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Judgement day

As the European Commission releases its next and last monitoring report on Romaniaís rule of law, Minister of Justice Catalin Predoiu defends the nationís record on justice reform and anti-corruption

June 2009 - From the Print Edition

During the first two years of full EU membership, Romania has endeavored to continue the reform of the judiciary and to intensify the fight against corruption. Although significant progress has been registered in these areas, there is still a lot to be done, taking into consideration the fact that the judiciary faces increasingly severe issues, accumulated over the last 20 years.
In the reform of the justice system, tangible results have been attained regarding the four new codes (the criminal code, civil code, criminal procedures code and civil prodcuedures code), the safeguarding of the independence of the judiciary, the unification of jurisprudence, the use of modern IT, the infrastructure of courts and prosecutorís offices, the penitentiary system and the probation system.
The four codes, which represent the cornerstone of a judicial system, will bring structural changes in the Romanian judiciary, to the benefit of all our citizens.
This includes reducing the duration of the judicial proceedings and ensuring that cases are solved within a reasonable period of time, according to the standards of Article Six of the European Convention on Human Rights and the case law of the Strasbourg human rights court.
It will establish a proper balance between the requests for an efficient criminal procedure, the protection of procedural rights, as well as the fundamental human rights of the participants in the criminal trial and the unitary observance of the principles regarding a fair criminal trial.
It will also make the public service of justice more predictable and efficient.
The new codes have been elaborated over a period of several years, by four drafting commissions, composed of academics, practitioners and representatives of the Ministry of Justice. An important phase in the elaboration of all four codes was that of public debates, which included the publication of several versions of the drafts on the Ministryís website, the dissemination to all courts and prosecutorís offices, with an explicit request for the magistrates to submit their comments, organising meetings and seminars in various parts of the country, as well as debates and forums at universities, or under the auspices of organisations for liberal professions.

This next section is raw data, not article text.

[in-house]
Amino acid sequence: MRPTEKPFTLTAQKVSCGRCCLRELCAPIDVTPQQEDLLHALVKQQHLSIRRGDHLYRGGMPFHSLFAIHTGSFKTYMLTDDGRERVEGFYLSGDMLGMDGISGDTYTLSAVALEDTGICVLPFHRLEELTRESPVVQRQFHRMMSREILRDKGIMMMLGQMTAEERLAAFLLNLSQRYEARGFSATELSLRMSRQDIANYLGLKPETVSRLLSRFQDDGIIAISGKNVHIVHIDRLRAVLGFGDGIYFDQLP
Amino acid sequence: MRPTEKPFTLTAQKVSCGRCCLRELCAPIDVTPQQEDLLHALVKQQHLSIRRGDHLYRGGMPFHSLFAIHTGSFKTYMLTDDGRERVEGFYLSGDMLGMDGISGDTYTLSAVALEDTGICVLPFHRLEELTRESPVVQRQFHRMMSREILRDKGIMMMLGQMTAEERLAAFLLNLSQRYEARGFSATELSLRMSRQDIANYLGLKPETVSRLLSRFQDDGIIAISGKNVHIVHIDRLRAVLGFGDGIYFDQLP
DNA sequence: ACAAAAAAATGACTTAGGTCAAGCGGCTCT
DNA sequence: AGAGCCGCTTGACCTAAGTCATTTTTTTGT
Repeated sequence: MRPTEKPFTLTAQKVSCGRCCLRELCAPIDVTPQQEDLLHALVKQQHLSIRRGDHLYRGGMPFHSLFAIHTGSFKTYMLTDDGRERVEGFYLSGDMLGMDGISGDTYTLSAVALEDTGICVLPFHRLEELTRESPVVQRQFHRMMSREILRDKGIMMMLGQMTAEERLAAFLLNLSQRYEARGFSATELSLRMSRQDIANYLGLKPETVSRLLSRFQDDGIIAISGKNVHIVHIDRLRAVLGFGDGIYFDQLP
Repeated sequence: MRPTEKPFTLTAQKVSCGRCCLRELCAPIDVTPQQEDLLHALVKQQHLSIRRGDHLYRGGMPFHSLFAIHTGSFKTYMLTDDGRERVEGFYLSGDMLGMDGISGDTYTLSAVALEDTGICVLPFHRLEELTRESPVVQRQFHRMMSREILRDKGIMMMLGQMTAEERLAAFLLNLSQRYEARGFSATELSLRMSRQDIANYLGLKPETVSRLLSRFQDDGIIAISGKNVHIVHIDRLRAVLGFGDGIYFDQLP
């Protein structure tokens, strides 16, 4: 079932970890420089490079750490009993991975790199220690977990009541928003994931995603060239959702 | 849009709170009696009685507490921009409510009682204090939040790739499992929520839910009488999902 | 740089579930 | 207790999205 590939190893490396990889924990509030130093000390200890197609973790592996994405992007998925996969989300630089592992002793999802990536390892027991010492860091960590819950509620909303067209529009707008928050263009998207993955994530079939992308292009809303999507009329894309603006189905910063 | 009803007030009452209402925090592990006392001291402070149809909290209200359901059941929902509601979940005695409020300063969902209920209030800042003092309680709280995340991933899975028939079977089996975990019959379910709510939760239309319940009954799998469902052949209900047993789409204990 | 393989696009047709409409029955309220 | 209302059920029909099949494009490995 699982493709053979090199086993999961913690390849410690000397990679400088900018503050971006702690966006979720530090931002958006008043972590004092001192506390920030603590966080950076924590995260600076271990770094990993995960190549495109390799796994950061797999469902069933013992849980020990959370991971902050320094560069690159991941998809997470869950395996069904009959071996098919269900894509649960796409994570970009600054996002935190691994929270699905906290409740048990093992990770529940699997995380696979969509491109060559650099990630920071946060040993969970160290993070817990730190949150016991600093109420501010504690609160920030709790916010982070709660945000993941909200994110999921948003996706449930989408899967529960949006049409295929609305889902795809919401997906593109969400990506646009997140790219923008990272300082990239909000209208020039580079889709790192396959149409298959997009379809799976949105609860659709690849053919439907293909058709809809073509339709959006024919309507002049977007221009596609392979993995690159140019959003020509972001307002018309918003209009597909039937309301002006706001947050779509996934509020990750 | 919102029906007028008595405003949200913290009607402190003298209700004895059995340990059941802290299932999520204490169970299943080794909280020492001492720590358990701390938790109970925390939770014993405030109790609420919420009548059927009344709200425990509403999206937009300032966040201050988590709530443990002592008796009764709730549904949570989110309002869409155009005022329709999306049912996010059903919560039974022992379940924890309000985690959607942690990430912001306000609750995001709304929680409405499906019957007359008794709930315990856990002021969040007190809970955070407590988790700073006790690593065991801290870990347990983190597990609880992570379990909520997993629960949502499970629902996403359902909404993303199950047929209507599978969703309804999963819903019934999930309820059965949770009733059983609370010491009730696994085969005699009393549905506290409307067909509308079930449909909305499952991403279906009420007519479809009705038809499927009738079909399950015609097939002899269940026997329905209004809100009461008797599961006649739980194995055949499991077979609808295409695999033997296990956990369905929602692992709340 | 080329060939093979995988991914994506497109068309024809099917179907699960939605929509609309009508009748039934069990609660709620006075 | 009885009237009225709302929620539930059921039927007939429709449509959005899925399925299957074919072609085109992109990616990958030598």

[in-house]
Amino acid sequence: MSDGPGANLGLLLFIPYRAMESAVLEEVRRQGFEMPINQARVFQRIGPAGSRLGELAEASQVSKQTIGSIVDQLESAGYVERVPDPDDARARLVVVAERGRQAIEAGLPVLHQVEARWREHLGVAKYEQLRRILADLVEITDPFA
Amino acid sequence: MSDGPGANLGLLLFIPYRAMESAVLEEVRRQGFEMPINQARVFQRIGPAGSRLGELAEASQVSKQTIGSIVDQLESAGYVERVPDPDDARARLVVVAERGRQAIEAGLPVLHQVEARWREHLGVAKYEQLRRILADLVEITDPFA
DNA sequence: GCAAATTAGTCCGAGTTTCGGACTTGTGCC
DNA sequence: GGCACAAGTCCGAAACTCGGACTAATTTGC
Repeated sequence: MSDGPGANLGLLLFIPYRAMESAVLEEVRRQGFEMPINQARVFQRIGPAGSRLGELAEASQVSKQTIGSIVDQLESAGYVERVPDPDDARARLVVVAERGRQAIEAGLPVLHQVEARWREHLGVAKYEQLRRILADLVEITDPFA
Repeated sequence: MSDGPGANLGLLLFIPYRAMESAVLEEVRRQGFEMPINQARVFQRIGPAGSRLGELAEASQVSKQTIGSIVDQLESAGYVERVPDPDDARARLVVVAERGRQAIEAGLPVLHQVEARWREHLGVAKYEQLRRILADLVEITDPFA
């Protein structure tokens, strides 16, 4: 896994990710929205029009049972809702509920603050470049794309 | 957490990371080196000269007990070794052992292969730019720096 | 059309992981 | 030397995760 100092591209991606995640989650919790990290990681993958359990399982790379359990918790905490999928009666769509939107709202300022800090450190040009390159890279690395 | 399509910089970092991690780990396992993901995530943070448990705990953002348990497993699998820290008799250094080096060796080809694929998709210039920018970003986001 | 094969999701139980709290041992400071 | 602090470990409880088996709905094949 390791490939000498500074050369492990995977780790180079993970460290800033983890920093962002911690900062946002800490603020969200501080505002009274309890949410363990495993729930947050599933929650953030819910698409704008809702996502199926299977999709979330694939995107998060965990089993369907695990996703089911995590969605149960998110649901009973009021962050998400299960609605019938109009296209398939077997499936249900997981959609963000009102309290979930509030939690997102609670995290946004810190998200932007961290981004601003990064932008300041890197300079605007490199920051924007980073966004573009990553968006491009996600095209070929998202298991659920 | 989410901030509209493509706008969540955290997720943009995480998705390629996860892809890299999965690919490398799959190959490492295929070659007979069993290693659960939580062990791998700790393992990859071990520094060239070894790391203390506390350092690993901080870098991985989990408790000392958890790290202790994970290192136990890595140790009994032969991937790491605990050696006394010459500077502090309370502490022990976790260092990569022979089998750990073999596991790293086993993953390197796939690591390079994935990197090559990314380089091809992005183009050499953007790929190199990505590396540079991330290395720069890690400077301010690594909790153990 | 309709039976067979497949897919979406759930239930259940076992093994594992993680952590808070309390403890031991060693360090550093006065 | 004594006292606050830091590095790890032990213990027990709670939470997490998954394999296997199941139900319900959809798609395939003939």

The elaboration process, including the consultation phase, entailed an ample and constant institutional effort on the part of the Ministry of Justice: all in all, approximately 4,200 articles have been drafted. These will represent the basis for re-designing the current system.

Graft battle

In the fight against corruption, important progress has been obtained, such as the setting up of the National Integrity Agency (ANI), which has been functional for one year and verifies the declarations of wealth and of interests of dignitaries, high-rank officials, magistrates and civil servants.
There is also continuous improvement of the National Anti-corruption Department (DNA) and its track record of cases involving MPs, ministers and former ministers, high-ranking civil servants, judges, prosecutors, lawyers, mayors, police and customs officials.
There has been an extension of anti-corruption measures to other vulnerable sectors, such as medicine and education.
There has been vast organisation of anti-corruption and awareness raising campaigns.
There has also been a simplifying of a series of administrative procedures, such as the issuing of passports, driving licenses, car registration certificates, criminal and fiscal records.
Moreover, these changes shall represent an important support to the development of the national economy and the business environment, because a stable coherent legislative framework and an efficient judiciary are the sine qua non conditions for any modern healthy economy.

Work to do

There are many more challenges ahead. The reform of the judiciary has proved to be a complex and time-consuming process. The interlinking legislative and institutional measures will come to produce their full effects over time.
The priorities of my mandate remain adopting the four codes, ensuring the medium- and long-term coherency and stability of the legal framework, strengthening the independence of the judiciary and developing additional areas which contribute to the efficient application of the criminal policy of the state, such as the penitentiary system and the probation system.
The success of our reforms, namely ensuring an independent, transparent and reliable judiciary, will surely help us strengthen our position in the EU and enhance our credibility in general. Furthermore, it will enable us to deliver a predictable and efficient public service of justice for the Romanian citizens.

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